If something happens once, it’s chance. If it happens twice, it’s coincidence. Three times, and it’s a pattern. Motel 6 may not get to three strikes, however, as the company is accused of violating guest privacy for a second time in less than six months.
Washington state Attorney General Bob Ferguson sued Motel 6 on Wednesday over allegations the hotel chain disclosed private guest information to U.S. immigration authorities. Ferguson said Motel 6 employees handed over the names, birth dates, driver’s license numbers, license-plate numbers and room numbers for at least 9,150 guests to the U.S. Immigration and Customs Enforcement agency without a warrant. Ferguson claims these actions are in violation of the state’s consumer-protection laws.
The state’s lawsuit, which was filed in King County Superior Court, also alleges that Motel 6 was aware ICE agents had access to guest registry information, which they used to determine guests' national origin. As a result, the district attorney claims at least six individuals were detained on or near Motel 6 properties over a two-year period. If true, this would violate Washington state’s anti-discrimination law.
Ferguson’s lawsuit points to at least six corporate-owned Motel 6 locations in Washington state’s Puget Sound region that provided ICE with guest information without notifying guests or asking for their consent. Guest-registry information is private, and Ferguson said in a statement that Motel 6 violated the law each time it gave out private information. A further 15 other Motel 6 properties operating as franchises are also under investigation, though the lawsuit notes five locations did not disclose any guest information.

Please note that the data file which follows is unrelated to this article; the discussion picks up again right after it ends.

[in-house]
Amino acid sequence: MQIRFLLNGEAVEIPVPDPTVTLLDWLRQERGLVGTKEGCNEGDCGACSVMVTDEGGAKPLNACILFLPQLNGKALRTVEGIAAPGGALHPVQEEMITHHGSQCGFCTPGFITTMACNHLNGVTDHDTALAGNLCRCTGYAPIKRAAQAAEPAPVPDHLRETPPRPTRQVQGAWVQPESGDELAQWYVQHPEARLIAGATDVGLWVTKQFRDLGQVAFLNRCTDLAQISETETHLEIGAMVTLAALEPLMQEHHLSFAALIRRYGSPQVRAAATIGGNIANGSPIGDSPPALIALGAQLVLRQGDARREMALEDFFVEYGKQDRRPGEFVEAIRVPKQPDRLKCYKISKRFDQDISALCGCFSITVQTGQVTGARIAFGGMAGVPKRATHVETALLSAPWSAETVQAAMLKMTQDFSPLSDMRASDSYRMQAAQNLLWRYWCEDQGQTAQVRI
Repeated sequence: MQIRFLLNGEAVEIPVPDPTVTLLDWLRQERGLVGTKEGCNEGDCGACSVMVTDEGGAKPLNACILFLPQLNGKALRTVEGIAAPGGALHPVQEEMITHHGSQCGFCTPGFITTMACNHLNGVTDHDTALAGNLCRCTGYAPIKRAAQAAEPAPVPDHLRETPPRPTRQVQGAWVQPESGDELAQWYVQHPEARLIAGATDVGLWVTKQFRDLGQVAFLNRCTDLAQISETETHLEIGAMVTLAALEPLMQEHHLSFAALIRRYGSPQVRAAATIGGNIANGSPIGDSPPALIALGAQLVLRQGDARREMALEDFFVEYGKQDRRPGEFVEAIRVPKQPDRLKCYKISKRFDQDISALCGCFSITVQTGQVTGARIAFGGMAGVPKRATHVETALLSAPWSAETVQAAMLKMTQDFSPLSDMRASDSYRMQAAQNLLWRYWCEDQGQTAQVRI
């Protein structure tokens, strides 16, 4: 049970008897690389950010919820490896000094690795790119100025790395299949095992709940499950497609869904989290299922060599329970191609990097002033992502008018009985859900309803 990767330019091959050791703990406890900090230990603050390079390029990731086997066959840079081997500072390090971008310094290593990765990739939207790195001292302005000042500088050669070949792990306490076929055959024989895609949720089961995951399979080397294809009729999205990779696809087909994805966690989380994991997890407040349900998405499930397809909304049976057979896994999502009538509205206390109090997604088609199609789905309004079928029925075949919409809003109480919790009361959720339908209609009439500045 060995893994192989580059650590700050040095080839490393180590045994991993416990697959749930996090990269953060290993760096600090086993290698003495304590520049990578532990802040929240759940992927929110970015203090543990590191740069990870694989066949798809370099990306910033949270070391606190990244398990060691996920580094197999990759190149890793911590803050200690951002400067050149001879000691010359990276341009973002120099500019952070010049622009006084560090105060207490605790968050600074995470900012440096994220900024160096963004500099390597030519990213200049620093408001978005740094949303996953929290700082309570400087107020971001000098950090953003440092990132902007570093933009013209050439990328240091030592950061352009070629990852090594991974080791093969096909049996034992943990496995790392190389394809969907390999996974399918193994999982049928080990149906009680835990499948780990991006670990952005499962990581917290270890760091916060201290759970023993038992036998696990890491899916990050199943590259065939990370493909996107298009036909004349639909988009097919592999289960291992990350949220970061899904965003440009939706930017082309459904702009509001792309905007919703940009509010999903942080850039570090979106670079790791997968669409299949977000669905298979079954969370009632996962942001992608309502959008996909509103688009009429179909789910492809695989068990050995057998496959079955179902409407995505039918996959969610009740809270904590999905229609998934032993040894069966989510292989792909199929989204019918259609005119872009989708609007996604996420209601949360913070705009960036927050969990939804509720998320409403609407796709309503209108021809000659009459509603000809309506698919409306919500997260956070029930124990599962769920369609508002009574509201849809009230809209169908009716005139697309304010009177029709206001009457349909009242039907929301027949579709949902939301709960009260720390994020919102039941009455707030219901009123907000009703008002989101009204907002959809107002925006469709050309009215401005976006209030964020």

Now, the state is seeking civil penalties of up to $2,000 for each violation.
These allegations come some four months after it was revealed Motel 6 employees in Arizona had been providing ICE agents with guest information, leading to at least 20 arrests at two Phoenix Motel 6 properties. At the time, ICE declined to comment on where it receives its information, or if the organization was in contact with hotels to procure guest lists. Motel 6 also maintained at the time that the actions were “undertaken at the local level and without knowledge of senior management.”
In a new corporate statement released today, Motel 6 maintains that it is against the practice, and has immediately taken action:
“In September, Motel 6 issued a directive to every one of our more than 1,400 locations, making it clear that they are prohibited from voluntarily providing daily guests lists to Immigration and Customs Enforcement (ICE). Motel 6 takes this matter very seriously, and we have and will continue to fully cooperate with the Office of the State Attorney General,” the statement reads.
However, Ferguson said in a statement that the practice was not unique to the company’s two locations in Phoenix, and claimed Motel 6 trained new employees to provide guest lists to agents when asked, without requiring a search warrant or probable cause.
“The company’s actions were methodical,” Ferguson said in a statement. “They trained their new employees on how to do this.”